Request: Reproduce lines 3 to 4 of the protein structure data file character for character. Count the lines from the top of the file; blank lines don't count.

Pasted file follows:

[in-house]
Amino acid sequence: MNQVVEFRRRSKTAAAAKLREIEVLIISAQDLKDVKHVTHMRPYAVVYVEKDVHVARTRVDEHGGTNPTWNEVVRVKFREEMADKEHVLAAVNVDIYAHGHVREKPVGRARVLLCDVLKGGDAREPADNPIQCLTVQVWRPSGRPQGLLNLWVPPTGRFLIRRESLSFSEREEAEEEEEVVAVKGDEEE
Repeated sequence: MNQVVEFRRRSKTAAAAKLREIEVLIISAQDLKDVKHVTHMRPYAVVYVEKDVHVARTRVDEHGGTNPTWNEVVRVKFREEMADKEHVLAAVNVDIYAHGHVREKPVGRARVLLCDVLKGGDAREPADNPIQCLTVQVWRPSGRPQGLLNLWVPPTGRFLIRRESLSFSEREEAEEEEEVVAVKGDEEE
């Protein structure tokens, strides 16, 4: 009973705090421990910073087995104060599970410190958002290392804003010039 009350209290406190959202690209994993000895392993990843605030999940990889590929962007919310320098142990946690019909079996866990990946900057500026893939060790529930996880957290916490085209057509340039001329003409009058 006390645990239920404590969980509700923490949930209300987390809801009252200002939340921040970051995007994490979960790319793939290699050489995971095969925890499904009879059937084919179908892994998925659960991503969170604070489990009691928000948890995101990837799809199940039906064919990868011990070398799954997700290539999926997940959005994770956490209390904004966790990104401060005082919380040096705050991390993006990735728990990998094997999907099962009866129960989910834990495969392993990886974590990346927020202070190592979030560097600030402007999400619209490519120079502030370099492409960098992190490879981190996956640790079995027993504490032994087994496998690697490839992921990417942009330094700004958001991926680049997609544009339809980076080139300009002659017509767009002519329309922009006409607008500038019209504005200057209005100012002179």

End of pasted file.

Repeated sequence: MNQVVEFRRRSKTAAAAKLREIEVLIISAQDLKDVKHVTHMRPYAVVYVEKDVHVARTRVDEHGGTNPTWNEVVRVKFREEMADKEHVLAAVNVDIYAHGHVREKPVGRARVLLCDVLKGGDAREPADNPIQCLTVQVWRPSGRPQGLLNLWVPPTGRFLIRRESLSFSEREEAEEEEEVVAVKGDEEE
């Protein structure tokens, strides 16, 4: 009973705090421990910073087995104060599970410190958002290392804003010039 009350209290406190959202690209994993000895392993990843605030999940990889590929962007919310320098142990946690019909079996866990990946900057500026893939060790529930996880957290916490085209057509340039001329003409009058 006390645990239920404590969980509700923490949930209300987390809801009252200002939340921040970051995007994490979960790319793939290699050489995971095969925890499904009879059937084919179908892994998925659960991503969170604070489990009691928000948890995101990837799809199940039906064919990868011990070398799954997700290539999926997940959005994770956490209390904004966790990104401060005082919380040096705050991390993006990735728990990998094997999907099962009866129960989910834990495969392993990886974590990346927020202070190592979030560097600030402007999400619209490519120079502030370099492409960098992190490879981190996956640790079995027993504490032994087994496998690697490839992921990417942009330094700004958001991926680049997609544009339809980076080139300009002659017509767009002519329309922009006409607008500038019209504005200057209005100012002179």